Nov 7, 2019

Ending DACA could add risks to U.S. security and regional stability

Photo Illustration: Sarah Grillo/Axios. Photo by Samuel Corum/Anadolu Agency/Getty Images

The Trump administration’s plan to rescind Deferred Action for Childhood Arrivals (DACA), set to be argued before the Supreme Court next week, could not only upend 700,000 immigrants’ lives but present serious risks to U.S. national security.

The big picture: DACA has offered young immigrants temporary protection from deportation and the legal ability to work. Ending the program would consume significant law enforcement resources while hampering U.S. military readiness and Western Hemispheric stability.

Between the lines:

  1. The cost of DACA deportations could run as high as $7.5 billion. Funding its rescission would require shifting resources away from cross-border crime, counterterrorism and emergent threats that homeland security and law enforcement officials could otherwise prioritize.
  2. Hundreds of DACA recipients are currently serving in the U.S. Armed Forces through the Military Accessions Vital to National Interest (MAVNI) program. MAVNI recruits immigrants with language skills and cultural competencies that are especially valuable to Special Operations Forces carrying out sensitive missions.
  3. The majority of DACA recipients would be deported to countries in Central and South America that are already struggling with poverty, crime and oversubscribed social services. A large influx of returning migrants would add to the destabilizing strain throughout the region and could further exacerbate the challenges along the U.S.-Mexico border.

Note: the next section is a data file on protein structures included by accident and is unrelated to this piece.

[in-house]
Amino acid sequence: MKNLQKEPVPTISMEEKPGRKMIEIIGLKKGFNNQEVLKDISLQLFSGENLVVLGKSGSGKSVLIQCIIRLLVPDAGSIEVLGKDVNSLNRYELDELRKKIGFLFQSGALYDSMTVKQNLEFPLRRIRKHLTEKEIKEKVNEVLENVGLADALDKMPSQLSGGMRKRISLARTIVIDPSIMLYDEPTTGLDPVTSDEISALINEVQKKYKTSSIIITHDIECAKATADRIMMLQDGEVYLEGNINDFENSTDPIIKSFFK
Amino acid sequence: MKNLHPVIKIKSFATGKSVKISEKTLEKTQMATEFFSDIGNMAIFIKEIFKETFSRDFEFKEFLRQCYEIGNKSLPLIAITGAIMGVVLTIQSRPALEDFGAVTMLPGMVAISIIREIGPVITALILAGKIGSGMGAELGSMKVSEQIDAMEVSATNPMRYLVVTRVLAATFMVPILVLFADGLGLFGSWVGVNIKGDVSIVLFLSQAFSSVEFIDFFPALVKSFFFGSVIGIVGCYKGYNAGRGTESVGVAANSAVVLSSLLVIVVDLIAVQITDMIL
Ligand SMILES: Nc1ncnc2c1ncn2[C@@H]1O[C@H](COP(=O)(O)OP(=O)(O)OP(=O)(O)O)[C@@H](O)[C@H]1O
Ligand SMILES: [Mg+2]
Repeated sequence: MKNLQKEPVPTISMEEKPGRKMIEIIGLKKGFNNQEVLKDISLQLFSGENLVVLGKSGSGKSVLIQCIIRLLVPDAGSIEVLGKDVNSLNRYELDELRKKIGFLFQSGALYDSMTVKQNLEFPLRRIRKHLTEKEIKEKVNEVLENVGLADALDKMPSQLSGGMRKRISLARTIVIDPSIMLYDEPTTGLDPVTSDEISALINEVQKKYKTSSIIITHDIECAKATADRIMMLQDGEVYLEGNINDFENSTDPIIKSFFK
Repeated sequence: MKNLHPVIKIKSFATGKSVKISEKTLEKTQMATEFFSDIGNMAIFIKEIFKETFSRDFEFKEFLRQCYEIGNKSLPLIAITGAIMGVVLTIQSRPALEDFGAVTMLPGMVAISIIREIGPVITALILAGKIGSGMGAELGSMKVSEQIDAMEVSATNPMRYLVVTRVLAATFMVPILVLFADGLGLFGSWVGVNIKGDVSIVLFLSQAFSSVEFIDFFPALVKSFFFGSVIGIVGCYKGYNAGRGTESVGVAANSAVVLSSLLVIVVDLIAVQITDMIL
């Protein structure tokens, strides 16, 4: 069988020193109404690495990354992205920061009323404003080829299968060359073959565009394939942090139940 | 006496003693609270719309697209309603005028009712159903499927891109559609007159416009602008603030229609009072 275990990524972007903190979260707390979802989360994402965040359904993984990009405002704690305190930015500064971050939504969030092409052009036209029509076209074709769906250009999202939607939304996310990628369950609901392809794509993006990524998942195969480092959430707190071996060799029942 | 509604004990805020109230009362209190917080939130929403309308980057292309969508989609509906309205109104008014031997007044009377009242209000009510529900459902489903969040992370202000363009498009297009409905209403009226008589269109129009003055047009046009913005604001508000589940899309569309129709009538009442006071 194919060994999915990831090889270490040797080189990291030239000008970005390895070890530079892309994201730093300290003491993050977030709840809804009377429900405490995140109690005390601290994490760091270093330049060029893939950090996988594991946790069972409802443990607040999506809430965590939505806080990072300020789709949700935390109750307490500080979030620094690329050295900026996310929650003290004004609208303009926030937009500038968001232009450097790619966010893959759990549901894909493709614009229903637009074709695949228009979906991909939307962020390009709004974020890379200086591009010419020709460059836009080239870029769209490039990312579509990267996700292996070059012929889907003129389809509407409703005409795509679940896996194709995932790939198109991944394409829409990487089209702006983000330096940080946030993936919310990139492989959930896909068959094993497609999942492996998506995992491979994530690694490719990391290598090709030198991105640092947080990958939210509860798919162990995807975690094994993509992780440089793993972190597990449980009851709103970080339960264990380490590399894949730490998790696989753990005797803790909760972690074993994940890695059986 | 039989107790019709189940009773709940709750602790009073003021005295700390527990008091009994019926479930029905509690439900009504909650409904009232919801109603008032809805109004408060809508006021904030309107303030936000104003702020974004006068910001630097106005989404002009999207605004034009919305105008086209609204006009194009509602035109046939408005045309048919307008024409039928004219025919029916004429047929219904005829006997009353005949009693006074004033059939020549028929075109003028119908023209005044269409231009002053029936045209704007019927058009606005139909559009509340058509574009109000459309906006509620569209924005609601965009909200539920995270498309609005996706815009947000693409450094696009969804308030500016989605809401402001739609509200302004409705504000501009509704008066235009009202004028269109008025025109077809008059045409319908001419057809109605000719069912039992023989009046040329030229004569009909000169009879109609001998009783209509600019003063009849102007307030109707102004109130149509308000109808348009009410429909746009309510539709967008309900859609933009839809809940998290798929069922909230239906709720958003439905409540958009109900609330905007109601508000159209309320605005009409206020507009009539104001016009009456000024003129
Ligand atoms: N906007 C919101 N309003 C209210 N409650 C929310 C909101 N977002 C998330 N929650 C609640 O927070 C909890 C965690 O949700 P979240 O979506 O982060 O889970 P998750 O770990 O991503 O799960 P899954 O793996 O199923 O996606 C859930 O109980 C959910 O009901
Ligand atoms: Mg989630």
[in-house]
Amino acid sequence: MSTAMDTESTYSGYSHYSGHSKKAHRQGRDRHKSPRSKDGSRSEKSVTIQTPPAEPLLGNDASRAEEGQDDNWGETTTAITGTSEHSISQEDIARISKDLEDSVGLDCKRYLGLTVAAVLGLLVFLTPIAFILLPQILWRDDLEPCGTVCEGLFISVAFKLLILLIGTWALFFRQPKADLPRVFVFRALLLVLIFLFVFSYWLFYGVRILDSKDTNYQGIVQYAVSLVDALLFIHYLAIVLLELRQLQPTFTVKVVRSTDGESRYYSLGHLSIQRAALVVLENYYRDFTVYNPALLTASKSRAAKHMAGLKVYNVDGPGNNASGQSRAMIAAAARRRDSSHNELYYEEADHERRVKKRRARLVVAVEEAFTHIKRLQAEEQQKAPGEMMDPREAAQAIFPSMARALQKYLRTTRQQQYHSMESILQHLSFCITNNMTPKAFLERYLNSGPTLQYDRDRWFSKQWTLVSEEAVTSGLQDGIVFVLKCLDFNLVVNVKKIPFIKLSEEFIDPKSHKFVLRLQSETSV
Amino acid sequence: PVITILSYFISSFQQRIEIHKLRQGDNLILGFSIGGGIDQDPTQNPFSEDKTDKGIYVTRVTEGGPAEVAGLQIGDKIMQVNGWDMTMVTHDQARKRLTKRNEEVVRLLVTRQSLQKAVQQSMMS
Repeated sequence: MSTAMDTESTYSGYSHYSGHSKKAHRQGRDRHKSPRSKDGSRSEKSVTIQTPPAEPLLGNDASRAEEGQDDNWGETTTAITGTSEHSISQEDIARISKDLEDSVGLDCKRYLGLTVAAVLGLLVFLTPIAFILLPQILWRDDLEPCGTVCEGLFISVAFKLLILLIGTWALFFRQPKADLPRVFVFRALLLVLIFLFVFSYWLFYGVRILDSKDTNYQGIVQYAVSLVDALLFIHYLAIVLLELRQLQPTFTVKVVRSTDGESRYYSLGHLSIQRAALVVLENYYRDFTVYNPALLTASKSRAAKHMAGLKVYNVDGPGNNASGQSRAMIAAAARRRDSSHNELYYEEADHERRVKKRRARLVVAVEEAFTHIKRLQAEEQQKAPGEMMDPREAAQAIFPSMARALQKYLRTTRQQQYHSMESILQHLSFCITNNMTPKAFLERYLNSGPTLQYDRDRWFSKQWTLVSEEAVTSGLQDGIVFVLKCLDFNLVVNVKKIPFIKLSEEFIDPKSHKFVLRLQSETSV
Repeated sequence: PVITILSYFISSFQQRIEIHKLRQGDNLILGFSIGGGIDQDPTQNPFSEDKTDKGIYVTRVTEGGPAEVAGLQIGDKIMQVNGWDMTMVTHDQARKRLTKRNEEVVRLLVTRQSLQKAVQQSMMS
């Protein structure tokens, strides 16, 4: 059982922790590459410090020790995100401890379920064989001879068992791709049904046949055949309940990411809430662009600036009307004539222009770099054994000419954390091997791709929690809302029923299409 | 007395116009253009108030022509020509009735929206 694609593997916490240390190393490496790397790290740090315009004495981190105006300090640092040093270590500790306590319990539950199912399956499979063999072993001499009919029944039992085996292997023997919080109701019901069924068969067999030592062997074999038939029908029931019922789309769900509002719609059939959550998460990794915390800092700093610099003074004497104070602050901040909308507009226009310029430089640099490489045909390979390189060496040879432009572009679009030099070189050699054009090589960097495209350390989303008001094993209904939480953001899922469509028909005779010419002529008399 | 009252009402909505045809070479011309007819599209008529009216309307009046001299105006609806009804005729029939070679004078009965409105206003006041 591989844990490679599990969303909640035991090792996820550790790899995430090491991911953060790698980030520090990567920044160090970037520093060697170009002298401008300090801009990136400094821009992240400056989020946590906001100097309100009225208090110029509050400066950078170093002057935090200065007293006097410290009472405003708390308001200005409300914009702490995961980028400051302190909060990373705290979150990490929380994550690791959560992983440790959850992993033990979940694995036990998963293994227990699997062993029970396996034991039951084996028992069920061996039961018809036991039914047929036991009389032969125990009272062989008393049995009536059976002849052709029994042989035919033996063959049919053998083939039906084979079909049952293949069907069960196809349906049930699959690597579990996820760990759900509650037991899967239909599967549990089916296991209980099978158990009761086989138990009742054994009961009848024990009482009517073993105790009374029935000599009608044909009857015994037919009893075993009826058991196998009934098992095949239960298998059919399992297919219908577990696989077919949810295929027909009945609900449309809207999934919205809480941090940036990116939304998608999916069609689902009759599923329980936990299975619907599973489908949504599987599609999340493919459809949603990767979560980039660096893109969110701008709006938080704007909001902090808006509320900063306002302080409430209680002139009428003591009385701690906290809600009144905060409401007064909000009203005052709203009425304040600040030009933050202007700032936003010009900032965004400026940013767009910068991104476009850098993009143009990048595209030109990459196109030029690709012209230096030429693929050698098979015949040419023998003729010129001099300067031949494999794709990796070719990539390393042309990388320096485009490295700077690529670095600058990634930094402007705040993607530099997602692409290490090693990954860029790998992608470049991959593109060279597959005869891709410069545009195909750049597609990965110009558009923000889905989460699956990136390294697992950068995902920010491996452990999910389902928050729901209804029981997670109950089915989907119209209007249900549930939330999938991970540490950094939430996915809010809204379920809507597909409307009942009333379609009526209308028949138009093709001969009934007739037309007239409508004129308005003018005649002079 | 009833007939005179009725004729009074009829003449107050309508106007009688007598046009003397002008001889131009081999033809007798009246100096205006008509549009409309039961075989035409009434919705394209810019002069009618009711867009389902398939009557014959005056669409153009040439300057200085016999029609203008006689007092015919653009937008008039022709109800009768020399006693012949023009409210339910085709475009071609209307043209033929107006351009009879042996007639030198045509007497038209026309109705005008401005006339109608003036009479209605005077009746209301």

The other side: The Trump administration has argued before the courts that rescinding DACA would deter migrant flows.

  • But, but, but: Since DACA recipients had to have arrived more than 12 years ago, the program has no clear magnet effect for those migrating today.

The bottom line: The Supreme Court's ultimate ruling on DACA will have implications not just for a narrow area of immigration policy but for U.S. security and its leadership role in the Americas.

Denis McDonough served as deputy national security adviser and White House chief of staff in the Obama administration.

Go deeper

What's at stake as the Supreme Court takes up immigration

Photo: Erik McGregor/LightRocket via Getty Images

More than two years after the Trump administration's attempt to end the Deferred Action for Childhood Arrivals program, the DACA case will finally come before the Supreme Court on Tuesday.

Driving the news: Trump’s move to end the program that protects hundreds of thousands of young, unauthorized immigrants from deportation was stymied by lower courts. The Supreme Court will hear oral arguments today over DACA and Trump's power to end it.

Go deeperArrowNov 12, 2019

Supreme Court weighs judicial role, human impact of ending DACA

Hundreds of people gather outside the U.S. Supreme Court to rally in support of the Deferred Action on Childhood Arrivals program. Photo: Chip Somodevilla/Getty Images

Supreme Court justices appeared divided on Tuesday over whether the Trump administration properly rescinded the Deferred Action for Childhood Arrivals program, an Obama-era policy that allows unauthorized immigrants brought to the U.S. as children to remain and work in the country.

The big picture: Liberal justices questioned whether the administration clearly explained why it ended DACA — beyond claiming it to be illegal — and the impact of ending it. Conservative justices seemed skeptical about whether the courts have the authority to review the decision at all.

Go deeperArrowNov 12, 2019

Podcast: The future of DACA

The Supreme Court last week heard arguments on President Trump's efforts to end DACA, the Obama-era program that allows hundreds of thousands of undocumented immigrants to remain in the country if brought here as minors. Dan digs in with Axios' Stef Kight, who watched and reported on the proceedings.

Go deeper: Supreme Court weighs judicial role, human impact of ending DACA

Keep ReadingArrowNov 19, 2019